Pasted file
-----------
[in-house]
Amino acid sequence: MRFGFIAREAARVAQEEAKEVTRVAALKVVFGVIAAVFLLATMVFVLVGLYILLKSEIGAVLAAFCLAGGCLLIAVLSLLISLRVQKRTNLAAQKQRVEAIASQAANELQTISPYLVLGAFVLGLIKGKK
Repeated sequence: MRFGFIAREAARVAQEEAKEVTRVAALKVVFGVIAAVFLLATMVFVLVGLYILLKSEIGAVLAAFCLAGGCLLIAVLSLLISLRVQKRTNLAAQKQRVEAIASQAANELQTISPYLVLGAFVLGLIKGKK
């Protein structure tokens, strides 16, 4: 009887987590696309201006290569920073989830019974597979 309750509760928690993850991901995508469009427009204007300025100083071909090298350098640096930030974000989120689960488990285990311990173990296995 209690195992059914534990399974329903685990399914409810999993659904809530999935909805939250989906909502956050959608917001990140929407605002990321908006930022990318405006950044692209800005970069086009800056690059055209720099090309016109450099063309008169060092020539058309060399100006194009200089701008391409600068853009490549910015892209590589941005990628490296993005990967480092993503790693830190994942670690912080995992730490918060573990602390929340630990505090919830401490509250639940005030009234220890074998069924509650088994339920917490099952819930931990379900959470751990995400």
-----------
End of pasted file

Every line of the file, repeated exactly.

[in-house]
Amino acid sequence: MRFGFIAREAARVAQEEAKEVTRVAALKVVFGVIAAVFLLATMVFVLVGLYILLKSEIGAVLAAFCLAGGCLLIAVLSLLISLRVQKRTNLAAQKQRVEAIASQAANELQTISPYLVLGAFVLGLIKGKK
Repeated sequence: MRFGFIAREAARVAQEEAKEVTRVAALKVVFGVIAAVFLLATMVFVLVGLYILLKSEIGAVLAAFCLAGGCLLIAVLSLLISLRVQKRTNLAAQKQRVEAIASQAANELQTISPYLVLGAFVLGLIKGKK
């Protein structure tokens, strides 16, 4: 009887987590696309201006290569920073989830019974597979 309750509760928690993850991901995508469009427009204007300025100083071909090298350098640096930030974000989120689960488990285990311990173990296995 209690195992059914534990399974329903685990399914409810999993659904809530999935909805939250989906909502956050959608917001990140929407605002990321908006930022990318405006950044692209800005970069086009800056690059055209720099090309016109450099063309008169060092020539058309060399100006194009200089701008391409600068853009490549910015892209590589941005990628490296993005990967480092993503790693830190994942670690912080995992730490918060573990602390929340630990505090919830401490509250639940005030009234220890074998069924509650088994339920917490099952819930931990379900959470751990995400």